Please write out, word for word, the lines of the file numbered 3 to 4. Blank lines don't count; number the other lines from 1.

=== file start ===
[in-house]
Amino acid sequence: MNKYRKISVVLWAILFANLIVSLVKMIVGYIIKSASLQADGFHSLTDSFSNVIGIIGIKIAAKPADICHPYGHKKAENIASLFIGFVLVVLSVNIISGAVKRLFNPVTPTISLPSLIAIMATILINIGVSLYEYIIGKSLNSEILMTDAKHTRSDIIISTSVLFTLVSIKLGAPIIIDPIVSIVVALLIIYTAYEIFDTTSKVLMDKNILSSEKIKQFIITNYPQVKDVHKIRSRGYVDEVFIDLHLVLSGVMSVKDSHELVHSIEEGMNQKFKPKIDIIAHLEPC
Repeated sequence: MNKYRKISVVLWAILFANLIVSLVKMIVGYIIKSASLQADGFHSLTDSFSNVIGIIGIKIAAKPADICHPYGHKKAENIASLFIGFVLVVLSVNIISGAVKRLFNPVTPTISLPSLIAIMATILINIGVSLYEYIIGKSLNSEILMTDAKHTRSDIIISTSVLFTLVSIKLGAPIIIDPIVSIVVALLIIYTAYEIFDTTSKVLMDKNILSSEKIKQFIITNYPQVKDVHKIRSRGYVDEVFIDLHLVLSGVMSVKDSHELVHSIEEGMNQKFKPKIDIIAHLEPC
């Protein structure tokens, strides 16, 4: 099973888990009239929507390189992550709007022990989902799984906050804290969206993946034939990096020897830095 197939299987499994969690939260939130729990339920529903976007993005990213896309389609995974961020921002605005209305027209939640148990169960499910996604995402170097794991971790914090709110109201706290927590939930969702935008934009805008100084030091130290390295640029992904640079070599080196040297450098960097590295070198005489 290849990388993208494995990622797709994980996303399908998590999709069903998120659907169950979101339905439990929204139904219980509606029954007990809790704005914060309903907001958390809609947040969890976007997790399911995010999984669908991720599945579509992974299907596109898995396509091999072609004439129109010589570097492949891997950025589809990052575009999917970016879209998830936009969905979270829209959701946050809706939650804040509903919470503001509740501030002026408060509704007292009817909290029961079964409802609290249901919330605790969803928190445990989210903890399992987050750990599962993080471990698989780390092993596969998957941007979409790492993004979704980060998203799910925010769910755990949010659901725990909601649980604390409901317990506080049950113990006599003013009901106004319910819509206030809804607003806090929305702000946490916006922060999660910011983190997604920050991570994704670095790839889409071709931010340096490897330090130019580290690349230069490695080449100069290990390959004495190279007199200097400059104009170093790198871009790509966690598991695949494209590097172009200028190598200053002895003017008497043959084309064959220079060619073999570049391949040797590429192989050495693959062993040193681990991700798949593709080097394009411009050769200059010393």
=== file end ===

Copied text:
Repeated sequence: MNKYRKISVVLWAILFANLIVSLVKMIVGYIIKSASLQADGFHSLTDSFSNVIGIIGIKIAAKPADICHPYGHKKAENIASLFIGFVLVVLSVNIISGAVKRLFNPVTPTISLPSLIAIMATILINIGVSLYEYIIGKSLNSEILMTDAKHTRSDIIISTSVLFTLVSIKLGAPIIIDPIVSIVVALLIIYTAYEIFDTTSKVLMDKNILSSEKIKQFIITNYPQVKDVHKIRSRGYVDEVFIDLHLVLSGVMSVKDSHELVHSIEEGMNQKFKPKIDIIAHLEPC
């Protein structure tokens, strides 16, 4: 099973888990009239929507390189992550709007022990989902799984906050804290969206993946034939990096020897830095 197939299987499994969690939260939130729990339920529903976007993005990213896309389609995974961020921002605005209305027209939640148990169960499910996604995402170097794991971790914090709110109201706290927590939930969702935008934009805008100084030091130290390295640029992904640079070599080196040297450098960097590295070198005489 290849990388993208494995990622797709994980996303399908998590999709069903998120659907169950979101339905439990929204139904219980509606029954007990809790704005914060309903907001958390809609947040969890976007997790399911995010999984669908991720599945579509992974299907596109898995396509091999072609004439129109010589570097492949891997950025589809990052575009999917970016879209998830936009969905979270829209959701946050809706939650804040509903919470503001509740501030002026408060509704007292009817909290029961079964409802609290249901919330605790969803928190445990989210903890399992987050750990599962993080471990698989780390092993596969998957941007979409790492993004979704980060998203799910925010769910755990949010659901725990909601649980604390409901317990506080049950113990006599003013009901106004319910819509206030809804607003806090929305702000946490916006922060999660910011983190997604920050991570994704670095790839889409071709931010340096490897330090130019580290690349230069490695080449100069290990390959004495190279007199200097400059104009170093790198871009790509966690598991695949494209590097172009200028190598200053002895003017008497043959084309064959220079060619073999570049391949040797590429192989050495693959062993040193681990991700798949593709080097394009411009050769200059010393």